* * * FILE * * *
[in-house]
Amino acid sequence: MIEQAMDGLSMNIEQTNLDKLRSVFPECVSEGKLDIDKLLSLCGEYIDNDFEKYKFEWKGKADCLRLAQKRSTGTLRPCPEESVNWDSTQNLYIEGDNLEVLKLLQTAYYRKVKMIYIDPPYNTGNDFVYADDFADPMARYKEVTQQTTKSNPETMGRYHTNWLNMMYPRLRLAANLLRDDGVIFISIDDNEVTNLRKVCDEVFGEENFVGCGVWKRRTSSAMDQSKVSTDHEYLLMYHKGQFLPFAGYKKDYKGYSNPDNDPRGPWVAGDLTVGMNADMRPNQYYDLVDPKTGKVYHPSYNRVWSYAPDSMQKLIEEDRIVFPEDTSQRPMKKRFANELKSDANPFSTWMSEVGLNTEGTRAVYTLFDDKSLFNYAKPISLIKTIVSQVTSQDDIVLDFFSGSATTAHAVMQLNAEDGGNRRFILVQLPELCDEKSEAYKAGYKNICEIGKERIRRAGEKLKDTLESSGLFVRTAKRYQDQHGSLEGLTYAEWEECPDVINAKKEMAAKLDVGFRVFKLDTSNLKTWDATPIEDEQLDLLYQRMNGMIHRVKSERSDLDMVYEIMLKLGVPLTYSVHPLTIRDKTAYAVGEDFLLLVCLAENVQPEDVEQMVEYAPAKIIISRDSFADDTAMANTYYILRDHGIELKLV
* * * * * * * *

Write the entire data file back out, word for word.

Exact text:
[in-house]
Amino acid sequence: MIEQAMDGLSMNIEQTNLDKLRSVFPECVSEGKLDIDKLLSLCGEYIDNDFEKYKFEWKGKADCLRLAQKRSTGTLRPCPEESVNWDSTQNLYIEGDNLEVLKLLQTAYYRKVKMIYIDPPYNTGNDFVYADDFADPMARYKEVTQQTTKSNPETMGRYHTNWLNMMYPRLRLAANLLRDDGVIFISIDDNEVTNLRKVCDEVFGEENFVGCGVWKRRTSSAMDQSKVSTDHEYLLMYHKGQFLPFAGYKKDYKGYSNPDNDPRGPWVAGDLTVGMNADMRPNQYYDLVDPKTGKVYHPSYNRVWSYAPDSMQKLIEEDRIVFPEDTSQRPMKKRFANELKSDANPFSTWMSEVGLNTEGTRAVYTLFDDKSLFNYAKPISLIKTIVSQVTSQDDIVLDFFSGSATTAHAVMQLNAEDGGNRRFILVQLPELCDEKSEAYKAGYKNICEIGKERIRRAGEKLKDTLESSGLFVRTAKRYQDQHGSLEGLTYAEWEECPDVINAKKEMAAKLDVGFRVFKLDTSNLKTWDATPIEDEQLDLLYQRMNGMIHRVKSERSDLDMVYEIMLKLGVPLTYSVHPLTIRDKTAYAVGEDFLLLVCLAENVQPEDVEQMVEYAPAKIIISRDSFADDTAMANTYYILRDHGIELKLV